Written by Sean McPheat |
They are waiting with baited breath to hear what the investment is going to be.
You tell them.
There’s a sharp intake of breath, and the immortal words, “You’ll have to do better than that!”
I was out with a sales consultant on a call a few days ago when this scenario actually occurred. How would you have responded?
The consultant I was with said “Well, if you place an order today, I might be able to stretch to a 20% discount. But it has to be today!”
I just shuddered.
The final result was that the customer got 25% off, extra warranty and better payment terms. And he agreed to buy ‘today’.
I asked the sales consultant as we walked back to the car why he felt the need to offer discount immediately. He said the prospect was obviously going to buy if the price was right, so he made it easy for him to buy.
I asked why did he feel the prospect wanted discount. After a few seconds of silence, the consultant groaned “I don’t know…I didn’t ask!”
And that was the crux of it all. He didn’t ask the one fundamental question that would have given him the chance to find out more information and discuss further opportunities. And that one question is the simple one-word “Why?”.
Now you can package it up with other words around it if it sounds better (“Do you mind me asking why I have to do better?”, “May I ask why you say that?”) but basically you’re asking for a reason for the statement or objection.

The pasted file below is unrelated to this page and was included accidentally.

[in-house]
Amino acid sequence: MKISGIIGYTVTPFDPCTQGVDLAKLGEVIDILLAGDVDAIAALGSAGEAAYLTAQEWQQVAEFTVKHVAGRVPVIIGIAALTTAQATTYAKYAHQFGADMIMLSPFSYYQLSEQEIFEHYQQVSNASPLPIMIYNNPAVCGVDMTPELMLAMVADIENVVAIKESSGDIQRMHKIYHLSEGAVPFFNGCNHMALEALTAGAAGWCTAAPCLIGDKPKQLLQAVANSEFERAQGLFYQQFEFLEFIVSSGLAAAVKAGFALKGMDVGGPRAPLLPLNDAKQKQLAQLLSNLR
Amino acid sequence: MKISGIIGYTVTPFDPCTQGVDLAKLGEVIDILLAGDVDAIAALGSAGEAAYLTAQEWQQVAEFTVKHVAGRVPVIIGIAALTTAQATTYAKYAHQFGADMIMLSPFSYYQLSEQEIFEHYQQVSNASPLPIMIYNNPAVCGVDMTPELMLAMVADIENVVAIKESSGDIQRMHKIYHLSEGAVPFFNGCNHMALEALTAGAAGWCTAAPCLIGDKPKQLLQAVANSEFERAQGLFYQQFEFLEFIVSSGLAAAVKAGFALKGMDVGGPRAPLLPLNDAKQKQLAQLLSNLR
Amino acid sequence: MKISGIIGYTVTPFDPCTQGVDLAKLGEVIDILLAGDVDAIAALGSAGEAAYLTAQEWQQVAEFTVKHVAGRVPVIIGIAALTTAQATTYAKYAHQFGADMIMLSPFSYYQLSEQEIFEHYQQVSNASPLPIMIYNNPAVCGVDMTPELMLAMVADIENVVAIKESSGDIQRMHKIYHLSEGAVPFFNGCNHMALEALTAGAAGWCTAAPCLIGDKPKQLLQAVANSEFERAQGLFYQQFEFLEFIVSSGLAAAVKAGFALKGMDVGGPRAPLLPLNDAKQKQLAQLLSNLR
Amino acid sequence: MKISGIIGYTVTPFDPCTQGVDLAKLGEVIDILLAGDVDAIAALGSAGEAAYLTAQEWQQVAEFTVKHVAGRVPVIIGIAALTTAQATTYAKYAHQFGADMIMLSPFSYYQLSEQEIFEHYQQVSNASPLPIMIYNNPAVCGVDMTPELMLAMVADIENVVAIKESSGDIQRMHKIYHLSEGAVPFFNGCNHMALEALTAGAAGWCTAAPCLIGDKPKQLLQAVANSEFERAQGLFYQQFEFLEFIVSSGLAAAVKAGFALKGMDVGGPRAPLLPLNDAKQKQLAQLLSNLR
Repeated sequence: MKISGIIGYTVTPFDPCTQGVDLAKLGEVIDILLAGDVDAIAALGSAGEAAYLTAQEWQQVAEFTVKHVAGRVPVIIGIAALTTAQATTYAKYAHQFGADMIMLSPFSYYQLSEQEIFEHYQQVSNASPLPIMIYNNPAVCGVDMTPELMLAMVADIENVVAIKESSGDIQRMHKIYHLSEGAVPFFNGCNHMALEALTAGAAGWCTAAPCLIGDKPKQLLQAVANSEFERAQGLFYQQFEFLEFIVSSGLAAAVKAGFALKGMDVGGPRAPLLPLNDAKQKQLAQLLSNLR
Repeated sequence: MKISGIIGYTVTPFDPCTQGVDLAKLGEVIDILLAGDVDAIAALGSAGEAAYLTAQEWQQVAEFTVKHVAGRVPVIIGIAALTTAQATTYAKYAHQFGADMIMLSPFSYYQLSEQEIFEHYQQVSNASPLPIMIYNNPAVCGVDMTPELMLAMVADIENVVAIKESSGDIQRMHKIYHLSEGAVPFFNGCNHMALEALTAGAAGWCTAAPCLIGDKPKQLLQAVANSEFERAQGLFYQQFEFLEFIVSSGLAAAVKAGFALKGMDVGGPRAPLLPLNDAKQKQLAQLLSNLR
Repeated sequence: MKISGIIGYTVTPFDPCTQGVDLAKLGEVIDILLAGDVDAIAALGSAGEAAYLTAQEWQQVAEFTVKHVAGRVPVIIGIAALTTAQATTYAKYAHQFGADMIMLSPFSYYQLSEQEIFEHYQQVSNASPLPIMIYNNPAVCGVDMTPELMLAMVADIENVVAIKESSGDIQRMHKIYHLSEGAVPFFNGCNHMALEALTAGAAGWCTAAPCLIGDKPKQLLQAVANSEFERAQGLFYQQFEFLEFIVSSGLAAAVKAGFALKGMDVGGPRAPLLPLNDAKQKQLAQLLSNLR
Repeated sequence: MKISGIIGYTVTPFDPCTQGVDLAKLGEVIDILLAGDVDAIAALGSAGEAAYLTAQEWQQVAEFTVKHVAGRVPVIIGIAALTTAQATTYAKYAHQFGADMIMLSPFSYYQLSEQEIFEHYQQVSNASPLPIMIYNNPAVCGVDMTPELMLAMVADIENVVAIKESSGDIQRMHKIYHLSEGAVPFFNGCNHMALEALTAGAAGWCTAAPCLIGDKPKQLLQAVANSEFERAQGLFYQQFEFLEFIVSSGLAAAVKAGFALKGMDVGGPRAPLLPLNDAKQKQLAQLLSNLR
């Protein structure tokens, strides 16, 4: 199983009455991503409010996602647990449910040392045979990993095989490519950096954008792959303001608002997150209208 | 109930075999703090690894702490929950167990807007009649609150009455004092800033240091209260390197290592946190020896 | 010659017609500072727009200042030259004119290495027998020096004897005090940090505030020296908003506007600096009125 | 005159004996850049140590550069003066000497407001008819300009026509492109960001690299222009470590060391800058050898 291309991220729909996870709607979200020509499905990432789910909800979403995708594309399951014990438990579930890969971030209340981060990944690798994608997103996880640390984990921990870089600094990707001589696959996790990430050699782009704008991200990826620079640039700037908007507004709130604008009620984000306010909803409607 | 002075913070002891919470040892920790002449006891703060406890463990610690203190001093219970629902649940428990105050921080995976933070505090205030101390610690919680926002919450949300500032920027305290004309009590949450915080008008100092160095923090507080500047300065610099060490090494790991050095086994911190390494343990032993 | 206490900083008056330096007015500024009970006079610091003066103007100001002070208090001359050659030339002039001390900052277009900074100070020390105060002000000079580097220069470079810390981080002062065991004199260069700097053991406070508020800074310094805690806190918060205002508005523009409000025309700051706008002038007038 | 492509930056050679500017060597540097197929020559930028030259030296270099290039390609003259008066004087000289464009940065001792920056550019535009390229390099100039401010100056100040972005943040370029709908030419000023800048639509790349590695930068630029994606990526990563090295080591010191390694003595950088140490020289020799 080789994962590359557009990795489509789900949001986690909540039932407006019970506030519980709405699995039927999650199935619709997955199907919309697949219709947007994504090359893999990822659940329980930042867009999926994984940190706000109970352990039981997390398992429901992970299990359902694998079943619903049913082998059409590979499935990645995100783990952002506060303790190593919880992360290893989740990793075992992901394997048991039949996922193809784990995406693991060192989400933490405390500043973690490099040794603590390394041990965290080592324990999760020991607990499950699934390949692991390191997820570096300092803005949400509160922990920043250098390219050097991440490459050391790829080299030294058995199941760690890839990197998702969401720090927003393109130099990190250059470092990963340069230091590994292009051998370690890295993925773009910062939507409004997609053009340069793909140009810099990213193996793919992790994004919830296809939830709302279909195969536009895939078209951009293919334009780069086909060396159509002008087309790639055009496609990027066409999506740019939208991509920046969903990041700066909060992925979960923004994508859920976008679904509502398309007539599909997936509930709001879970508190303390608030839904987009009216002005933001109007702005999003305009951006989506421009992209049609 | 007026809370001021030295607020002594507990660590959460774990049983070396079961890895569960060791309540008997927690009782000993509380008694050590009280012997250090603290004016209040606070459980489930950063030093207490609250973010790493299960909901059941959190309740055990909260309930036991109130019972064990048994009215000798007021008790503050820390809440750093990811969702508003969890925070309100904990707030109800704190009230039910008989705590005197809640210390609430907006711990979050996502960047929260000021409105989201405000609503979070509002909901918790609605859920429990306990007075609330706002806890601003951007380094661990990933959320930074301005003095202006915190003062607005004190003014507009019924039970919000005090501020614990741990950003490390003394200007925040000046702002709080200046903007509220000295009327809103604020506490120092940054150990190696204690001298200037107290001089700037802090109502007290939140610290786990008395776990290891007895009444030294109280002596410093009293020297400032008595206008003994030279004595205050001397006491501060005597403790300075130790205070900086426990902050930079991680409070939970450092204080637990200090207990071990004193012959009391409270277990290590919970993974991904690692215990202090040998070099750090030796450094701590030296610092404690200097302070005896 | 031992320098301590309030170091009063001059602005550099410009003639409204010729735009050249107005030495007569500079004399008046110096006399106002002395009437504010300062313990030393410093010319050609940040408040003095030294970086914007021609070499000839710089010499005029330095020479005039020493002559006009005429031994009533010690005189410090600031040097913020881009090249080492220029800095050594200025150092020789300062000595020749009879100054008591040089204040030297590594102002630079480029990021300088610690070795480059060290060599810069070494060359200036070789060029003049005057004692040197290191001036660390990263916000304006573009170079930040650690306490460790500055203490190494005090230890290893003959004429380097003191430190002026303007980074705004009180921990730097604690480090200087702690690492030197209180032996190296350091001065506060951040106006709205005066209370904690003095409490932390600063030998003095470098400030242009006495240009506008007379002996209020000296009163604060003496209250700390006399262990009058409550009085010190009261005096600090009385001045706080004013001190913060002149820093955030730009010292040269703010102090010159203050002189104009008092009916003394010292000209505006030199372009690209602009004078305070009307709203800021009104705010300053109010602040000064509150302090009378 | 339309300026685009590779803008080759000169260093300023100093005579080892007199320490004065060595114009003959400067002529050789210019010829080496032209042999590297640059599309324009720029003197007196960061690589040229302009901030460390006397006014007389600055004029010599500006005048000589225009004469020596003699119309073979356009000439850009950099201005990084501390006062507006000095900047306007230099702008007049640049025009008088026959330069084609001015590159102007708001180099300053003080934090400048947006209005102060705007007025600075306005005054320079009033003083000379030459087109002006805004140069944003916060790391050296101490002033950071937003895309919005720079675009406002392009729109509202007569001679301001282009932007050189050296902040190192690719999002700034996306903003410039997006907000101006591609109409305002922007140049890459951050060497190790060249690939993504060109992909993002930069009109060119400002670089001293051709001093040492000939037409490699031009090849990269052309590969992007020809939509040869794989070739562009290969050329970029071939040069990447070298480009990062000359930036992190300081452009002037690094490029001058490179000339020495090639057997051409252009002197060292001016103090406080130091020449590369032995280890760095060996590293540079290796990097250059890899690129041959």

The answer to this question will reveal a whole multitude of situations that you can deal with.
Prospect: “You’ll have to do better on the price!”
You: “I see. May I ask why you want a better price?”
Prospect: “Because we don’t have the budget”. Or “Because your competitor is cheaper”. Or “Because I never pay top price for anything”
Now you have the real reason why they asked and you can deal with it.
This one-word question will clarify any generalistic statement the prospect makes, and enable you to find out exactly how the process can be continued. And that can only be good for business!
MTD Sales Training
Originally published: 24 September, 2010
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